Moshe Jasper: Humans of BioSciences
Meet Moshe Jasper, Research Assistant for PEARG. Moshe shares what inspired him to become a scientist and what he wishes he had known when he was an undergraduate student.
What is it like to work as with PEARG?
The Pest and Environmental Adaptation Research Group (PEARG) undertakes research on adaptation of organisms (particularly invertebrates) to environmental stresses. As a Research Assistant I do a little bit of everything, but my main focuses are on developing and improving LAMP assays for Wolbachia and insecticide resistance, and assisting with population genetic analyses of species of interest within the group (such as the Mountain Pygmy-possum or sundry insects). A research highlight for me has been developing ways of measuring animal dispersal through the geographical networks of close kin uncoverable by modern genotyping methods.
LAMP (loop-mediated isothermal amplification) is a recently developed method for amplifying and detecting DNA. Unlike traditional PCR reactions that require thermocycling (moving back and forth between three temperatures), LAMP assays are set up in such a way that the whole reaction happens at one constant temperature. It achieves this by using six primers instead of the normal two, and a special polymerase that can ‘unzip’ DNA as it goes along. Together, the primers and polymerase form an amplification loop, which can keep taking more and more primers and start lots of different DNA replication processes at the same time in what becomes a rapidly building DNA snowball. Done properly, this can make for an extremely sensitive, extremely fast test for the presence of something in the DNA that we’re interested in (e.g. a particular gene or mutation) giving us a result as quickly as ten minutes, but in a way that is very portable and robust (you can take these with you on your field collection trips and get basic results same day). All in all, these tests can be really helpful to develop.
What do you love most about science and your job?
When I walk outside on a starry night, I feel a sense of curiosity and wonder for the world around me. What’s great about science is that it takes curiosity and wonder and builds upon it with hard work, careful thinking, and tenacious problem-solving. The small details I help to uncover as I pipette ethanol or analyse principal components in their own way connect and weave into that bigger picture.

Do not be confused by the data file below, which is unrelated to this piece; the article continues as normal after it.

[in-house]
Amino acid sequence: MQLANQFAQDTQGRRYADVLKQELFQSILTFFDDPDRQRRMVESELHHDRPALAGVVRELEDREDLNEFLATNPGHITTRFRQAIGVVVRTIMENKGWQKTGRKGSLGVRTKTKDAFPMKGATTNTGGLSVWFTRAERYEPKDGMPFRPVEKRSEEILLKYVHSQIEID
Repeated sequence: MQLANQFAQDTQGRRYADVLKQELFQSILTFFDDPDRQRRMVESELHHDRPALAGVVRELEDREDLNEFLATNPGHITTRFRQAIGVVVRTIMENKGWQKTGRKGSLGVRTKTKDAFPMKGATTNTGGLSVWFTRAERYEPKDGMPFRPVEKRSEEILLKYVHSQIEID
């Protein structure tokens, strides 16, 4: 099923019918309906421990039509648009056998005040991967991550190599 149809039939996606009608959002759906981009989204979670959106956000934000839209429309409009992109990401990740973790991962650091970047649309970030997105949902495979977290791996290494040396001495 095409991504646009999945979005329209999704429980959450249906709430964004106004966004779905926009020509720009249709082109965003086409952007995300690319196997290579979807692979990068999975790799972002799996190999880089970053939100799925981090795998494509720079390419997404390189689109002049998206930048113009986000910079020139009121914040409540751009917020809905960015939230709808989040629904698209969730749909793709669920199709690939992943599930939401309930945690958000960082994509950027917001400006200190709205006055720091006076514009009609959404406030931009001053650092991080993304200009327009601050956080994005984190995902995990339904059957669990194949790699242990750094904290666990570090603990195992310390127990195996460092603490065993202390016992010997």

The best thing about my job is the way that the group is so focused on the applications of science to agriculture, health and conservation, as well as in building partnerships with the government and the community. It is easy to see and appreciate the connections between the things we study day to day in the lab and some of their real-world impacts. Being surrounded by great people is also amazing. In the new socially-distanced era, having a supportive ‘lab family’ around you couldn’t be more important.
Recently I helped to organise a socially distanced games evening with the lab. We all jumped on Zoom together and screen-shared some of Jackbox Games’ best offerings – Quiplash and Trivia Murder Party – which are great as they are all about player interaction and work well remotely. Seeing each other in a non-work context really enhances togetherness, and brings in the distance just a little. I was well and truly outmatched by some of the wits and geniuses within the group, but a fun time was had by all, and we’re hoping to run a similar event again.
What do you enjoy doing in your free time?
I like taking in the air on a long walk, reading a good book (mostly biography or fantasy), and spending evenings in conversations with close friends. I also thoroughly enjoy playing the piano – but have increasingly abandoned the classical for long moody hours of letting improvisation take me wherever we want to go together. I play computer games, but never really moved on from that old classic Age of Empires II. COVID-19 has impacted the way I have been spending my time of course. As a Christian, this Easter was particularly hard, with my family interstate and no real ability to celebrate with close community – but my housemates and I still managed a lamb roast and some Easter-eggs, which was a plus.
What do you wish you’d known as an undergrad?
All kinds of people become scientists. Most of us feel at some point like we don’t belong. And that’s okay, seriously.
When I came to university, I had no idea whether pursuing science would work for me. Growing up homeschooled on a farm in the country, I’d never done a science prac in my life. My first chemistry experiment ended with a smashed flask and my ‘yield’ all floating down the sink. The simple fact of sitting in a lecture was completely foreign to me. So I took my classes and made friends and studied – but that was really it.
What made the difference was a conversation out of the blue with one of the lab demonstrators, who asked me if I had considered becoming a biologist – they thought I would be good at it. Their unexpected encouragement pushed me to consider science more seriously. In the journey that’s followed I’ve learned that there’s no one way to be a scientist, and often it’s the things that make you most feel like an outsider that end up being your biggest strengths.
'Humans of BioSciences' is a special new series to introduce the School of BioSciences' undergrad and postgrad students, our academics, professional staff and associates.